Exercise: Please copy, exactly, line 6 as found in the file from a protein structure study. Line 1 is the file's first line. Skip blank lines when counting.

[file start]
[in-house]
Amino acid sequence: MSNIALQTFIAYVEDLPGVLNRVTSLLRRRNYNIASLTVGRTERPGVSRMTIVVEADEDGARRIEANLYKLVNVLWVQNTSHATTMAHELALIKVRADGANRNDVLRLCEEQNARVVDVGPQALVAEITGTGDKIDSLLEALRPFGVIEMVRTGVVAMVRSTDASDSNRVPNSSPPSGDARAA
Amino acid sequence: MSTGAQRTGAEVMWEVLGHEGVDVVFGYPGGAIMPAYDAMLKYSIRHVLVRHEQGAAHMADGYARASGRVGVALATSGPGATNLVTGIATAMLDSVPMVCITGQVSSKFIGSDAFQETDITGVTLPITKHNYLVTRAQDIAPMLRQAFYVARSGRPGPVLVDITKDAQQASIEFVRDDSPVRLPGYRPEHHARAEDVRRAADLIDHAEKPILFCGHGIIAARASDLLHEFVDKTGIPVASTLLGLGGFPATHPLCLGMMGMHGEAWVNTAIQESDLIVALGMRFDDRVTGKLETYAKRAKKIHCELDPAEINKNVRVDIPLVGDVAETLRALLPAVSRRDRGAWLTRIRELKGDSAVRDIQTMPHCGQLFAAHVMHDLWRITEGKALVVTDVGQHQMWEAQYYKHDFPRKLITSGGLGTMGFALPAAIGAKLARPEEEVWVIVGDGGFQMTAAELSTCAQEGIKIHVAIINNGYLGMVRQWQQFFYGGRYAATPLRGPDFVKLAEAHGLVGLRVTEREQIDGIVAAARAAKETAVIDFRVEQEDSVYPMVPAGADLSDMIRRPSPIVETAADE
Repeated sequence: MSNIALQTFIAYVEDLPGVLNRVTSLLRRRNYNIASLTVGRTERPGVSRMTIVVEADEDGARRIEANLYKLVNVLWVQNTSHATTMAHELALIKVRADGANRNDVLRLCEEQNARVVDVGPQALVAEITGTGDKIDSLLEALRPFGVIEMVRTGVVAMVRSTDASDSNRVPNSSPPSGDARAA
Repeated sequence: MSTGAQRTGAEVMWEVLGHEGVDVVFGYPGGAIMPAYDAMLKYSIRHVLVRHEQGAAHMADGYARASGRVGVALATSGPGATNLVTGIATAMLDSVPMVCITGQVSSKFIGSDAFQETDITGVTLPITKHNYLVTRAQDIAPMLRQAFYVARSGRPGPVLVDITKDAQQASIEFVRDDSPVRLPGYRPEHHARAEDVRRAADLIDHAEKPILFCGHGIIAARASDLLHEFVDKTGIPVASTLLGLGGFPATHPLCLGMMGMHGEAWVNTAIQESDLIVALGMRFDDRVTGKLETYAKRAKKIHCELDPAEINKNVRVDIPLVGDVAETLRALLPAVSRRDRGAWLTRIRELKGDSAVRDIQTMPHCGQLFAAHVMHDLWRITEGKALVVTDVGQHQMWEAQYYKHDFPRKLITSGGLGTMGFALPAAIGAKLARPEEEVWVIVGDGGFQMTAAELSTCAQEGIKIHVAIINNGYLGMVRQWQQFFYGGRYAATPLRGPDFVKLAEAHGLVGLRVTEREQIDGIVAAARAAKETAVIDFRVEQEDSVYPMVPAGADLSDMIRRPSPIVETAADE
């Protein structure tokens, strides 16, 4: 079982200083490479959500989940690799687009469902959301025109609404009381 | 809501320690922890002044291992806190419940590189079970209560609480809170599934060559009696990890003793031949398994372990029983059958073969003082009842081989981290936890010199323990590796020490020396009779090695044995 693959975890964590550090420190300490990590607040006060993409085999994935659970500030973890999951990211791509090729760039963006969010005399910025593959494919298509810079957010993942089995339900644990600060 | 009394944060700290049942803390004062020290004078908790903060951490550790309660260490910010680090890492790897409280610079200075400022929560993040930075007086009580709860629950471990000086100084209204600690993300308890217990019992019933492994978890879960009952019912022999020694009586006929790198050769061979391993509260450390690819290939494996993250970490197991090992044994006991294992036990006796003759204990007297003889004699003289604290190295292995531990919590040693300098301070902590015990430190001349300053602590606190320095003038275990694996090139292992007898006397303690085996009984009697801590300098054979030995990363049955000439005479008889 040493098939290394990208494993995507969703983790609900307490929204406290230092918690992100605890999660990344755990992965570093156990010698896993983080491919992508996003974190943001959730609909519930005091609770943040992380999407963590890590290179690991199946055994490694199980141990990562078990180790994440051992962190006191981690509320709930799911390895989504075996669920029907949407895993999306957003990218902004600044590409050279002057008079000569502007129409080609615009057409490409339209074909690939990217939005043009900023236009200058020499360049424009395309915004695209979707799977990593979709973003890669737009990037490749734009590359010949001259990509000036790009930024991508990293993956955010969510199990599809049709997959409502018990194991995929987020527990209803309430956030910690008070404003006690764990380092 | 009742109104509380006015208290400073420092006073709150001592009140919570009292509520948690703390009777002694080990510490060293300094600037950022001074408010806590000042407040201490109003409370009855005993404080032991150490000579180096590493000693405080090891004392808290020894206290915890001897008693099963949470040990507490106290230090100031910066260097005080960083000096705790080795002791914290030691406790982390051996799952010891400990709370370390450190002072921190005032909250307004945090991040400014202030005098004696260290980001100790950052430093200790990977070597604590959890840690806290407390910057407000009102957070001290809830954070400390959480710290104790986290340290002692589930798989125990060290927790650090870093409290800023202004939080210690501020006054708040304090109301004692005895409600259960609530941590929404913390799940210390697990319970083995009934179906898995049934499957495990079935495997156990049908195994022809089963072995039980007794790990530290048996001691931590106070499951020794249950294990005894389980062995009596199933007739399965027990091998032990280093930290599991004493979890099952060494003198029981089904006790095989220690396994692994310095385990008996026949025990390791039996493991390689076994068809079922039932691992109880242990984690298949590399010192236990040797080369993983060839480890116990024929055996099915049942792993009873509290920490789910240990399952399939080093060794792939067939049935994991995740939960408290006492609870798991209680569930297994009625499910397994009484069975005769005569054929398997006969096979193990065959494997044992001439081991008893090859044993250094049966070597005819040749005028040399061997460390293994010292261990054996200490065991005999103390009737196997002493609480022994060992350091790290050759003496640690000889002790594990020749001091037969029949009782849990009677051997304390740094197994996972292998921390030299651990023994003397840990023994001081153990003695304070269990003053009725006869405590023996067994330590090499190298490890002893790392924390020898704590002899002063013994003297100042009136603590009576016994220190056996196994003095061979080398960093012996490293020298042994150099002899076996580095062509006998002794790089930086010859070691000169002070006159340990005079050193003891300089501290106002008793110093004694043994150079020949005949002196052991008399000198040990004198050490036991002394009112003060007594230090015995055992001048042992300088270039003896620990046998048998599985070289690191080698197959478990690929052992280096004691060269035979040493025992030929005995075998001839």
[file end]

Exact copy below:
């Protein structure tokens, strides 16, 4: 079982200083490479959500989940690799687009469902959301025109609404009381 | 809501320690922890002044291992806190419940590189079970209560609480809170599934060559009696990890003793031949398994372990029983059958073969003082009842081989981290936890010199323990590796020490020396009779090695044995 693959975890964590550090420190300490990590607040006060993409085999994935659970500030973890999951990211791509090729760039963006969010005399910025593959494919298509810079957010993942089995339900644990600060 | 009394944060700290049942803390004062020290004078908790903060951490550790309660260490910010680090890492790897409280610079200075400022929560993040930075007086009580709860629950471990000086100084209204600690993300308890217990019992019933492994978890879960009952019912022999020694009586006929790198050769061979391993509260450390690819290939494996993250970490197991090992044994006991294992036990006796003759204990007297003889004699003289604290190295292995531990919590040693300098301070902590015990430190001349300053602590606190320095003038275990694996090139292992007898006397303690085996009984009697801590300098054979030995990363049955000439005479008889 040493098939290394990208494993995507969703983790609900307490929204406290230092918690992100605890999660990344755990992965570093156990010698896993983080491919992508996003974190943001959730609909519930005091609770943040992380999407963590890590290179690991199946055994490694199980141990990562078990180790994440051992962190006191981690509320709930799911390895989504075996669920029907949407895993999306957003990218902004600044590409050279002057008079000569502007129409080609615009057409490409339209074909690939990217939005043009900023236009200058020499360049424009395309915004695209979707799977990593979709973003890669737009990037490749734009590359010949001259990509000036790009930024991508990293993956955010969510199990599809049709997959409502018990194991995929987020527990209803309430956030910690008070404003006690764990380092 | 009742109104509380006015208290400073420092006073709150001592009140919570009292509520948690703390009777002694080990510490060293300094600037950022001074408010806590000042407040201490109003409370009855005993404080032991150490000579180096590493000693405080090891004392808290020894206290915890001897008693099963949470040990507490106290230090100031910066260097005080960083000096705790080795002791914290030691406790982390051996799952010891400990709370370390450190002072921190005032909250307004945090991040400014202030005098004696260290980001100790950052430093200790990977070597604590959890840690806290407390910057407000009102957070001290809830954070400390959480710290104790986290340290002692589930798989125990060290927790650090870093409290800023202004939080210690501020006054708040304090109301004692005895409600259960609530941590929404913390799940210390697990319970083995009934179906898995049934499957495990079935495997156990049908195994022809089963072995039980007794790990530290048996001691931590106070499951020794249950294990005894389980062995009596199933007739399965027990091998032990280093930290599991004493979890099952060494003198029981089904006790095989220690396994692994310095385990008996026949025990390791039996493991390689076994068809079922039932691992109880242990984690298949590399010192236990040797080369993983060839480890116990024929055996099915049942792993009873509290920490789910240990399952399939080093060794792939067939049935994991995740939960408290006492609870798991209680569930297994009625499910397994009484069975005769005569054929398997006969096979193990065959494997044992001439081991008893090859044993250094049966070597005819040749005028040399061997460390293994010292261990054996200490065991005999103390009737196997002493609480022994060992350091790290050759003496640690000889002790594990020749001091037969029949009782849990009677051997304390740094197994996972292998921390030299651990023994003397840990023994001081153990003695304070269990003053009725006869405590023996067994330590090499190298490890002893790392924390020898704590002899002063013994003297100042009136603590009576016994220190056996196994003095061979080398960093012996490293020298042994150099002899076996580095062509006998002794790089930086010859070691000169002070006159340990005079050193003891300089501290106002008793110093004694043994150079020949005949002196052991008399000198040990004198050490036991002394009112003060007594230090015995055992001048042992300088270039003896620990046998048998599985070289690191080698197959478990690929052992280096004691060269035979040493025992030929005995075998001839």